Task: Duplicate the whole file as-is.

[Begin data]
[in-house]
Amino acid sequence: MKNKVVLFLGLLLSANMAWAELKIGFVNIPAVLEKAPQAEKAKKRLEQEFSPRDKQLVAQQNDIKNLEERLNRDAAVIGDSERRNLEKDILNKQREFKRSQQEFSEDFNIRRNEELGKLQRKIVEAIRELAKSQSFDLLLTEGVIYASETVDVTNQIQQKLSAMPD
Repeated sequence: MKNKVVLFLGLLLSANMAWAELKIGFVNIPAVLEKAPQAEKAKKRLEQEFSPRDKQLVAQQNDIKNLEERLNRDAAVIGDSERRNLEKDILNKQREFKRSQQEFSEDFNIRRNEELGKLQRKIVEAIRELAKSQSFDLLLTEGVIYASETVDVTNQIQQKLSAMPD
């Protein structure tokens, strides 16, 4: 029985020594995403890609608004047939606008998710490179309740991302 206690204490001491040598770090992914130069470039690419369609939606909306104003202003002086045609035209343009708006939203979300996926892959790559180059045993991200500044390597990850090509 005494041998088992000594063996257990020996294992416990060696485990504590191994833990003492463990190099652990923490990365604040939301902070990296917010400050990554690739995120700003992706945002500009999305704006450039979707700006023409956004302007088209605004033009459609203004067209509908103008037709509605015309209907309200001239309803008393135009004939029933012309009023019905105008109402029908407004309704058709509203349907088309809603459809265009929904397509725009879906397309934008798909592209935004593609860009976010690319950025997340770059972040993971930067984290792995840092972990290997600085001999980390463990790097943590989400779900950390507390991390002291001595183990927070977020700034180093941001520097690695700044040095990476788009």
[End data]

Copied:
[in-house]
Amino acid sequence: MKNKVVLFLGLLLSANMAWAELKIGFVNIPAVLEKAPQAEKAKKRLEQEFSPRDKQLVAQQNDIKNLEERLNRDAAVIGDSERRNLEKDILNKQREFKRSQQEFSEDFNIRRNEELGKLQRKIVEAIRELAKSQSFDLLLTEGVIYASETVDVTNQIQQKLSAMPD
Repeated sequence: MKNKVVLFLGLLLSANMAWAELKIGFVNIPAVLEKAPQAEKAKKRLEQEFSPRDKQLVAQQNDIKNLEERLNRDAAVIGDSERRNLEKDILNKQREFKRSQQEFSEDFNIRRNEELGKLQRKIVEAIRELAKSQSFDLLLTEGVIYASETVDVTNQIQQKLSAMPD
């Protein structure tokens, strides 16, 4: 029985020594995403890609608004047939606008998710490179309740991302 206690204490001491040598770090992914130069470039690419369609939606909306104003202003002086045609035209343009708006939203979300996926892959790559180059045993991200500044390597990850090509 005494041998088992000594063996257990020996294992416990060696485990504590191994833990003492463990190099652990923490990365604040939301902070990296917010400050990554690739995120700003992706945002500009999305704006450039979707700006023409956004302007088209605004033009459609203004067209509908103008037709509605015309209907309200001239309803008393135009004939029933012309009023019905105008109402029908407004309704058709509203349907088309809603459809265009929904397509725009879906397309934008798909592209935004593609860009976010690319950025997340770059972040993971930067984290792995840092972990290997600085001999980390463990790097943590989400779900950390507390991390002291001595183990927070977020700034180093941001520097690695700044040095990476788009």